02 December 2010

Orchard schools branch out

Some 50 migrant children receive a primary education at an orange orchard in Chiang Mai's Fang district.  For many of the children, it is the only “school” they have ever known. © UNICEF Thailand/2010/M. Thomas

By Nattha Keenapan

(The story was published in Outlook, Bangkok Post on December 2, 2010)

CHIANG MAI, Thailand – Inside one of the many sprawling orange orchards that stretch  across northern Chiang Mai’s Fang district near the border with Myanmar stands a simple, one-story building with a rough concrete floor, sticks of bamboo for walls and a thatch roof.  Once used by the orchard’s owner to store sacks of fertilizer and farm implements, it is now utilized for something much more precious and important – a place where migrant children can receive an education.

10 October 2010

Baby Bubbly: an exclusive breastfeeding cartoon (English version) .

Ensuring the 'first right' online

Susina Matiphan was registered at birth at Udon Thani Hospital
© UNICEF Thailand/2010/Athit Perawongmetha
Story by Nattha Keenapan 
(This story was published in Outlook, Bangkok Post on October 11, 2010)

UDONTHANI, Thailand – Among the many things on the “to do” list of 30-year-old Namaoy Satrom, who the day before had given birth to a healthy baby girl at Udon Thani Provincial Hospital, was something she had never realized the importance of before: registering her child’s birth.

“The nurse kept reminding me to register my baby at birth,” said Namaoy, an Udon Thani farmer. “I didn’t understand before that my child could miss out on many important things in life if she doesn’t have a birth certificate.”

29 September 2010

Some Voices You Never Hear



UNICEF Thailand has launched a 60-second public service announcement entitled "Some Voices You Never Hear", which covers several challenges facing children, including poverty, malnutrition, lack of educational opportunities, statelessness, neglect and abuse. The television spot is aimed at increasing public awareness of issues children face in their daily lives.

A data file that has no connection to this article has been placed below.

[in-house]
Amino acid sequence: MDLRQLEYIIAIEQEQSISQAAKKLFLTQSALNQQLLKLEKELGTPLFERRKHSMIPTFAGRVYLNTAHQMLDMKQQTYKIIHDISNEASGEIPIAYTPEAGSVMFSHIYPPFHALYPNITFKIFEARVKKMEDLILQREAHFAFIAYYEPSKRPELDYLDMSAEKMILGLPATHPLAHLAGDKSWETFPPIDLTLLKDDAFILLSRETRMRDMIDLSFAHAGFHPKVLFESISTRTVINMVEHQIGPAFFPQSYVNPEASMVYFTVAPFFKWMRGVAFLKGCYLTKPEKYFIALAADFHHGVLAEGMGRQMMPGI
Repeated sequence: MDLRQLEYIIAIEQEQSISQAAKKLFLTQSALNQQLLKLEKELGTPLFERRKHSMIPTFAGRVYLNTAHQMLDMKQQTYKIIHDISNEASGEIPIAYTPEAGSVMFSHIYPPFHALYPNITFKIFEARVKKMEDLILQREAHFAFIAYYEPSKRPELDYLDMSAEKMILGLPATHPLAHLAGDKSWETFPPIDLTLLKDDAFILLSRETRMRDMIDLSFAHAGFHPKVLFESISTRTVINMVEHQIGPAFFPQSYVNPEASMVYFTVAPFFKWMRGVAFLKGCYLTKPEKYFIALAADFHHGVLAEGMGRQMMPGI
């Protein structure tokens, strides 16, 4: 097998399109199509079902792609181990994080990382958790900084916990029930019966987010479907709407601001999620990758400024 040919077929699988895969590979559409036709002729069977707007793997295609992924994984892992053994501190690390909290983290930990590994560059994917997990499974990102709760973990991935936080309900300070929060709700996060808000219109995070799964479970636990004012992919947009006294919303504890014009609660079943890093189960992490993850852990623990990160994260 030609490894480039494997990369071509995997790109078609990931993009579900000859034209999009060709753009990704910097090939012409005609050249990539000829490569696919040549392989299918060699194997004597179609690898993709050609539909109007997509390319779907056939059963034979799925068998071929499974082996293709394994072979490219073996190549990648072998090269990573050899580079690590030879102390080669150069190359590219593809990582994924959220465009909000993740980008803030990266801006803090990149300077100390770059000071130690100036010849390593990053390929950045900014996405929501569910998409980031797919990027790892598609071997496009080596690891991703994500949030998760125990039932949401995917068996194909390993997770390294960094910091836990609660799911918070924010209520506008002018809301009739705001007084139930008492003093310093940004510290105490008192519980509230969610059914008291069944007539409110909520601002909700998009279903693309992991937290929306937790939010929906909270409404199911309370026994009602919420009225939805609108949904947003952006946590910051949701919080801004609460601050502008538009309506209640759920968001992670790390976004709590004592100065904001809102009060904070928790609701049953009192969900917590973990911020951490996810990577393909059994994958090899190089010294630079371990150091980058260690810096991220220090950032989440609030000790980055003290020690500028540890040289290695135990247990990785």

Open your heart to children. Listen to them...

17 August 2010

Finding the way to full rehabilitation


Somsak Chuchuykhom shows colorful drawings made by young offenders which depict hopes and plans of their futures.
© UNICEF Thailand/2010/Athit Perawongmetha


Story by Nattha Keenapan

(The story was published in the Bangkok Post on August 16, 2010)

SONGKHLA, Thailand – Abject poverty and domestic violence were daily realities for Somsak Chuchuykhom as he was growing up in the border province of Narhatiwat. Regarded as his family’s “bad and stupid” son, he was put to work at the age of 7 selling candy on the train at night.

From the start, the odds of Somsak making something out of his life were never very good. A poor student, and growing up in an abusive environment, Somsak started smoking marijuana at 13, and soon after moved on to methamphetamines. At 18, he was serving two years in a detention centre for the possession and sale of methamphetamines, and his future prospects looked grim.

24 June 2010

Training for troubled teens: A TV series on young offenders in Thailand


"After a Rainstorm", Phol is being chased by members of a rival school.© Photo courtesy of Dhamma Nawattakam Ltd.


Story by Sirinya Wattanasukchai

BANGKOK - Carrying a rucksack, Sopon Poonkhum - in casual outfit - is reluctant to walk down the path in the rising afternoon temperature toward the office building of Ban Kanchanaphisek Juvenile Training Centre. By his side is the counsellor whom he will have to spend many months with from now here at the training centre.

09 February 2010

Courage to live


Dab (far right) and his colleague perform mime for young patients at Srinagarind Hospital.© UNICEF Thailand/2011/Athit Perawongmetha
  
Story by Nattha Keenapan

(The story was published in the Bangkok Post on February 8, 2011)

KHON KAEN, Thailand- The hectic scene in Srinagarind Hospital’s ward for children with chronic illnesses stopped briefly as two mime actors arrived for a performance. Many of the young patients in the ward, who suffer from debilitating pain due to various forms of cancer, slowly got off their beds and walked down the hall to secure seats for the performance, which is organized once a week for the children in the ward.